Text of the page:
Page, R.D.M., and Charleston, M.A. (1997) From gene to organismal phylogeny: Reconciled trees and the gene tree species tree problem. Molecular Phylogenetics and Evolution, 7 (2). pp. 231-240. (doi:10.1006/mpev.1996.0390)
Full text not currently available from Enlighten.
Publisher's URL: http://dx.doi.org/doi:10.1006/mpev.1996.0390
The processes of gene duplication, loss, and lineage sorting can result in incongruence between the phylogenies of genes and those of species. This incongruence complicates the task of inferring the latter from the former. We describe the use of reconciled trees to reconstruct the history of a gene tree with respect to a species tree. Reconciled trees allow the history of the gene tree to be visualized and also quantify the relationship between the two trees. The cost of a reconciled tree is the total number of duplications and gene losses required to reconcile a gene tree with its species tree. We describe the use of heuristic searches to find the species tree which yields the reconciled tree with the lowest cost. This method can be used to infer species trees from one or more gene trees.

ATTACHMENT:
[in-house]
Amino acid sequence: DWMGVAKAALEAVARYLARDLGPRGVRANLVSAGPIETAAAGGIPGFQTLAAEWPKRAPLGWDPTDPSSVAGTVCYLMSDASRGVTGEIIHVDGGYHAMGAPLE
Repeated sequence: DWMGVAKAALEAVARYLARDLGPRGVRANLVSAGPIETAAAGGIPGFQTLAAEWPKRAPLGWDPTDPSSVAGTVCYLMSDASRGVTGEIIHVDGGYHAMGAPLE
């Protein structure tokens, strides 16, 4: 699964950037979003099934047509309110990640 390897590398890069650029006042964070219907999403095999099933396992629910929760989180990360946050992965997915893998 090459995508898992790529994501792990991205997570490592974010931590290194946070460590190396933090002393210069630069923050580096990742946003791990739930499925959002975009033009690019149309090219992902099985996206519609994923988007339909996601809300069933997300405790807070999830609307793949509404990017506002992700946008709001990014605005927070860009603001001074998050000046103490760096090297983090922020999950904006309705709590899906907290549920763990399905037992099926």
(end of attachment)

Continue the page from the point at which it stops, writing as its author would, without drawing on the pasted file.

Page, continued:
|Glasgow Author(s) Enlighten ID:||Page, Professor Roderic|
|Authors:||Page, R.D.M., and Charleston, M.A.|
|Subjects:||Q Science > QH Natural history|
|College/School:||College of Medical Veterinary and Life Sciences|
|Journal Name:||Molecular Phylogenetics and Evolution|